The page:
- Key results are not measurable.
- Key results are not phrased positively.
Not following up the OKRs during status meeting and not learning from initial mistakes and giving up after the first quarter are common issues as well.
To reduce risk when introducing OKRs, it may be worth:
- Start with just one OKR for the entire company.
- Have just one team adopt OKRs before everyone else does.
- Start defining OKRs for projects (less risk, shorter feedback cycle), grows culture.
If your company is really not used working with metrics, it's OK defining one of your first objects and/or key results to learn/find a certain number of metrics that could be useful.
Why I like OKRs
I'm more motivated if I can see how my efforts are contributing to a larger goal. That helps me prioritise my efforts and make decisions, like cutting scope or investing more time on one important aspect.
Sometimes I notice I can't really see how my current task is connected to the company strategy. Questioning whoever asked for the task/project for clarification can be very enlightening.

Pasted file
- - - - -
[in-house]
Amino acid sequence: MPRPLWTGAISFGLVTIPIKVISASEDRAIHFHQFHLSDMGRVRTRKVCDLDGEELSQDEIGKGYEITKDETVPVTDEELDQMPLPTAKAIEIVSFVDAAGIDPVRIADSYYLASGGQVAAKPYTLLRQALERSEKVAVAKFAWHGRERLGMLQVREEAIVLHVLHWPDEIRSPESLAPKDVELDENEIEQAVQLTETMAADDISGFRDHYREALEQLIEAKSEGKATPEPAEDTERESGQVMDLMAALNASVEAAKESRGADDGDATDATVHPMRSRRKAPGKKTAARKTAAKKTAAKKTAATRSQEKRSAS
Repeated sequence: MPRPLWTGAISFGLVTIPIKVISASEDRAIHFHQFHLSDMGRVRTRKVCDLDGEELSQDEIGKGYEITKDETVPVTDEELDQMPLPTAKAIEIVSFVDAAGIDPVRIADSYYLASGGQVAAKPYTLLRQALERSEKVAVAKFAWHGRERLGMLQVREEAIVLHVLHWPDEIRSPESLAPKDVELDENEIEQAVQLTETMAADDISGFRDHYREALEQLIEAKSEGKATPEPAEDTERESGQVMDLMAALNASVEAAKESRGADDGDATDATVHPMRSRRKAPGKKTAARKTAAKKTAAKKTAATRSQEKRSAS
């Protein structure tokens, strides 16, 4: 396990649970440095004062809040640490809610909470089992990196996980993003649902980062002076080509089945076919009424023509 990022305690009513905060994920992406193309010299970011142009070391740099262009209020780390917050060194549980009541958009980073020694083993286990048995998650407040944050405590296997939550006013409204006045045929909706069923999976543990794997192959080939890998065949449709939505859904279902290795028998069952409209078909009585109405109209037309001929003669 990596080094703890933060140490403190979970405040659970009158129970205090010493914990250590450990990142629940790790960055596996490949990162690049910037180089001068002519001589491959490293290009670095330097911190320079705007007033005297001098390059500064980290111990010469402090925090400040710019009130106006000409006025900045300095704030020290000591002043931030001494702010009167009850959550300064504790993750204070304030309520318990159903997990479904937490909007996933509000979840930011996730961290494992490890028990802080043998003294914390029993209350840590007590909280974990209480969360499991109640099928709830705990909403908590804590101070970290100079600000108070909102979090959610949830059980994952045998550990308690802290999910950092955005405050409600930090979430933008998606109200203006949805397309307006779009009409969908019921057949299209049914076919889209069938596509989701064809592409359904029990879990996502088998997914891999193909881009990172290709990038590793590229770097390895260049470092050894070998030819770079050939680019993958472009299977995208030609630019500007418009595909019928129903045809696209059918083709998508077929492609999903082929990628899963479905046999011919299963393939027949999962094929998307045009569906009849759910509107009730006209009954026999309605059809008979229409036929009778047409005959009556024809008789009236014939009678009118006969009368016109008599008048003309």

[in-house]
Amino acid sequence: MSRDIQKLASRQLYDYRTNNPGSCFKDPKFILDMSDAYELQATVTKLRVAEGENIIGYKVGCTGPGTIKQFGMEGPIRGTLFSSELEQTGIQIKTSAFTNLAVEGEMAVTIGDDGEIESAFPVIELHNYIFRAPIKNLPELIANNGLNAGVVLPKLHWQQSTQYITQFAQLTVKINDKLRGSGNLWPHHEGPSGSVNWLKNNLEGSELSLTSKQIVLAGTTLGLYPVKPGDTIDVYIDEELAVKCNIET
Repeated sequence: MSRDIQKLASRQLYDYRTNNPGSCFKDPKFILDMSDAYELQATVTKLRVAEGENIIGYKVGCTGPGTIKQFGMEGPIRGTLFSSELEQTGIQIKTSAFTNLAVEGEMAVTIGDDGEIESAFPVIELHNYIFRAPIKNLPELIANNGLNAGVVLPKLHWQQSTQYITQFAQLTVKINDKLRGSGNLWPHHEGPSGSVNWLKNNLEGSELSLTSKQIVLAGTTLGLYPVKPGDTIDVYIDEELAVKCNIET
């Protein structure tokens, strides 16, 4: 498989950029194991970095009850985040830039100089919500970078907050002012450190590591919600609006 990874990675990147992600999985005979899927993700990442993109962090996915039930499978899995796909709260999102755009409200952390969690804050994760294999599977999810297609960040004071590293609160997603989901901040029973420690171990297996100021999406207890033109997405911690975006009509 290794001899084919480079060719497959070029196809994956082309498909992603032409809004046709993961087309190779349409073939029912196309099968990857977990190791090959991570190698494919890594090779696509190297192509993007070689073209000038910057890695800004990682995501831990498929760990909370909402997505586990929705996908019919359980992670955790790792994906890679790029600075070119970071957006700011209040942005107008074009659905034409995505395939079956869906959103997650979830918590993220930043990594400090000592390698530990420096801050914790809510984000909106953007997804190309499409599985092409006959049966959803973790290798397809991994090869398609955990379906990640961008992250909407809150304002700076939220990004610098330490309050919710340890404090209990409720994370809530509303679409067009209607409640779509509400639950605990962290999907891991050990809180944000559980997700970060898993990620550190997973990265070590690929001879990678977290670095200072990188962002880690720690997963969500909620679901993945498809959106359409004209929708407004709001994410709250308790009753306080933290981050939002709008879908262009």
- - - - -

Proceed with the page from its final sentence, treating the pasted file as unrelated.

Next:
I also recently started using OKRs for personal projects and this has been an interesting experience. I've set up some very hard (may too hard given my limited free time) key results, but I still think they are doable and I noticed that my brain keeps trying to find ways of achieving them on a reasonable amount of time.
This was just a very brief introduction. Some resources for further reading that I found useful are:
- Radical Focus by Christina Wodtke: that's a very short and accessible book about OKRs. Extremely recommended.
- re:Work's guide to OKRs: another short but great reading about the topic. Wodtke's book is more engaging, but this guide is shorter and free.
- Step by Step Guide to OKRs (Free e-book) by Alexander Maasik